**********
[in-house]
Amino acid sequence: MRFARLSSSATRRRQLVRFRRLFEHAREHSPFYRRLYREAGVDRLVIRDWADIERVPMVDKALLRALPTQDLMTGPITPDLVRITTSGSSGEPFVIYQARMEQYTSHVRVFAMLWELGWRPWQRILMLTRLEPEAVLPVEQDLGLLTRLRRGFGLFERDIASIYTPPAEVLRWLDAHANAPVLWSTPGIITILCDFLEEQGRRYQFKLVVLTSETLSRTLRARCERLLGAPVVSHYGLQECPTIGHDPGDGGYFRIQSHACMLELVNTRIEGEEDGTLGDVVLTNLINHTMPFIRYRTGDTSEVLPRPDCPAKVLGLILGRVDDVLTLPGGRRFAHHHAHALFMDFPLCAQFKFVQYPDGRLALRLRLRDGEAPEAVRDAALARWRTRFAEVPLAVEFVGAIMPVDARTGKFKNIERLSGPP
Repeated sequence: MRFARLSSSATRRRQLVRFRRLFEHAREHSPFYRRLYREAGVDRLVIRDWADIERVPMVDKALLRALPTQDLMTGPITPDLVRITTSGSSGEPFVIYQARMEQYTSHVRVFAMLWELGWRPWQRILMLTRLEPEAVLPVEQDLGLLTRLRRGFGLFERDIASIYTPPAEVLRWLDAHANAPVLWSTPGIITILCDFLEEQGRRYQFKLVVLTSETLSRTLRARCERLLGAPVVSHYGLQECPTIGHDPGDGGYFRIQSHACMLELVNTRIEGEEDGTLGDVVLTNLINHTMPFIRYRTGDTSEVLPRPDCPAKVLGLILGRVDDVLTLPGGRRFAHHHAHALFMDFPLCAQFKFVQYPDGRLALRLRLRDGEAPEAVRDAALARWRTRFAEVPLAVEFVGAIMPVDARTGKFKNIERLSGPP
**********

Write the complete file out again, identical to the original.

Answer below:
[in-house]
Amino acid sequence: MRFARLSSSATRRRQLVRFRRLFEHAREHSPFYRRLYREAGVDRLVIRDWADIERVPMVDKALLRALPTQDLMTGPITPDLVRITTSGSSGEPFVIYQARMEQYTSHVRVFAMLWELGWRPWQRILMLTRLEPEAVLPVEQDLGLLTRLRRGFGLFERDIASIYTPPAEVLRWLDAHANAPVLWSTPGIITILCDFLEEQGRRYQFKLVVLTSETLSRTLRARCERLLGAPVVSHYGLQECPTIGHDPGDGGYFRIQSHACMLELVNTRIEGEEDGTLGDVVLTNLINHTMPFIRYRTGDTSEVLPRPDCPAKVLGLILGRVDDVLTLPGGRRFAHHHAHALFMDFPLCAQFKFVQYPDGRLALRLRLRDGEAPEAVRDAALARWRTRFAEVPLAVEFVGAIMPVDARTGKFKNIERLSGPP
Repeated sequence: MRFARLSSSATRRRQLVRFRRLFEHAREHSPFYRRLYREAGVDRLVIRDWADIERVPMVDKALLRALPTQDLMTGPITPDLVRITTSGSSGEPFVIYQARMEQYTSHVRVFAMLWELGWRPWQRILMLTRLEPEAVLPVEQDLGLLTRLRRGFGLFERDIASIYTPPAEVLRWLDAHANAPVLWSTPGIITILCDFLEEQGRRYQFKLVVLTSETLSRTLRARCERLLGAPVVSHYGLQECPTIGHDPGDGGYFRIQSHACMLELVNTRIEGEEDGTLGDVVLTNLINHTMPFIRYRTGDTSEVLPRPDCPAKVLGLILGRVDDVLTLPGGRRFAHHHAHALFMDFPLCAQFKFVQYPDGRLALRLRLRDGEAPEAVRDAALARWRTRFAEVPLAVEFVGAIMPVDARTGKFKNIERLSGPP